How Psychology Explains the Slander of Trayvon Martin
How can we explain the startling ferocity of the efforts to portray Trayvon Martin as a thug? As investigators continue to sort out why self-appointed neighborhood-watch captain George Zimmerman shot and killed the Florida teen last month, it’s hard not to become distraught at the extent to which a dead young man’s reputation has been gleefully dragged through the mud by so many people.
Any comment on the Martin case must be prefaced, of course, by the acknowledgment that we’re still operating with a real deficit of information here. Other than the video and audio recordings we’ve seen and heard, everything else is rampant speculation. But the rumors themselves are still worth examining because of what they can tell us about how the human mind works during a major news event.
It’s easy to focus on the nasty racial components, which are hard to deny. There has been a concerted online campaign to portray Martin as a “thug” despite a complete lack of evidence that he ever engaged in any sort of violence. Pundits and commentators are focusing on his appearance, his style of dress, and the stupid, very teenage things he said on his Twitter account. If they didn’t think these irrelevant details implied that Martin’s own actions contributed to his death, they wouldn’t be so intently focused on propagating them.
But while race is undeniably a factor in the power of the rumors, it’s not the only one, and the connection between race-related feelings and rumor-mongering is more complicated than it appears at first glance. If we’re actually going to understand why the Martin rumors exploded, we’re going to need some more-nuanced explanations.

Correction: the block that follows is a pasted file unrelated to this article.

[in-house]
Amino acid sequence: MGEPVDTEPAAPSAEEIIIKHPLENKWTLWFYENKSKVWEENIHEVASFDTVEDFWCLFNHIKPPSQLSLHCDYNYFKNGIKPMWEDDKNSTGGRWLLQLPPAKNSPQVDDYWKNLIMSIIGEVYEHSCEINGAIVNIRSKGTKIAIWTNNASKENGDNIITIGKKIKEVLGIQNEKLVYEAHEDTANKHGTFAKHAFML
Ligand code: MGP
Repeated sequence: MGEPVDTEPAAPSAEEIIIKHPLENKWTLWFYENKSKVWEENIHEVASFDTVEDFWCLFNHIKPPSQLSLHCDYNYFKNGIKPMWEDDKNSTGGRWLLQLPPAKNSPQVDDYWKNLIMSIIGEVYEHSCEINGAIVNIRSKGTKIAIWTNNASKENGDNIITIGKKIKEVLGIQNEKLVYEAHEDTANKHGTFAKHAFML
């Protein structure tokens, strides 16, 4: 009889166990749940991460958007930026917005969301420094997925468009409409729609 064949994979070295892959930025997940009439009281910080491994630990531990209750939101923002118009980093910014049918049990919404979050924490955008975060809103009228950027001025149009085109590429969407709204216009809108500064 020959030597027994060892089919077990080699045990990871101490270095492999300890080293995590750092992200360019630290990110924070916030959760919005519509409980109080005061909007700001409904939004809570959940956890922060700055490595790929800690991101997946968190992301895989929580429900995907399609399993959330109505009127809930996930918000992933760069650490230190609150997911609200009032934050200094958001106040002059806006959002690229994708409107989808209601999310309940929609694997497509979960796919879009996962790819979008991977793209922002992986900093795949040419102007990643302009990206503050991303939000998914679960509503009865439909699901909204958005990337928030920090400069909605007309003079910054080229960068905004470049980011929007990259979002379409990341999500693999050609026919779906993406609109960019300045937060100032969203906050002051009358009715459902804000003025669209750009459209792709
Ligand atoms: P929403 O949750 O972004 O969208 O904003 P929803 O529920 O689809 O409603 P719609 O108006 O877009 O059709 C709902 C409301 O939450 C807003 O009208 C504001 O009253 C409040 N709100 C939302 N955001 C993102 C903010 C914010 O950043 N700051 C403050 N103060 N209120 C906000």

Psychology is our friend here. Since rumors are such an important part of human life, from the boardroom to counterinsurgency efforts, psychologists have been studying for decades how they spread and what can be done to slow them down when they are false. They’ve also devoted a great deal of research to the proximal question of which pieces of information are most likely to stick out in our minds—the things we’re most likely to pass on to a friend.
One key factor here is the overwhelming lack of concrete information about what happened in the moments immediately before Zimmerman killed Martin. This makes the story inherently vulnerable to rumors, according to Rochester Institute of Technology psychologist Nick DiFonzo, an expert on rumor research and the author of The Watercooler Effect: A Psychologist Explores the Extraordinary Power of Rumors. “Whenever there’s a little bit of uncertainty and it doesn’t seem to make sense, people get very surprised when they hear this story, and they’re wondering, ‘Well, what? What happened? Why did it happen? That’s crazy,’ ” he said. “They’ll try to fill it in with rumors, speculation.”
We are inherently bothered by an incomplete story. When we see holes in a narrative, we do whatever we can to plug them with the tools we have at hand. Rumors are an excellent solution, because they can be shaped to fit any gap that we come across. "It’s hard to stay in an ambiguous mode and accept uncertainty," DiFonzo says. The more clear-cut a given story, the less likely it is to spawn rumors. “If people will supply some harder facts, it’s harder to wiggle,” he adds. “You have to wiggle around the new facts.” In the Martin case, there is an enormity of wiggle room.
So what makes a rumor likely to go viral? Partly, how easy it is for us to process cognitively—the extent to which it fits what we already “know.” For many Americans, unfortunately, what’s been revealed about Martin—that he was suspended for writing graffiti and being found with an empty marijuana bag, and that he was found with women’s jewelry (which he wasn’t disciplined for)—fits right into their preexisting notion that young black men are predisposed to criminality. So even though these details have zero bearing on the facts of this case, they are passed around excitedly by likeminded members of online social networks as though they explain something.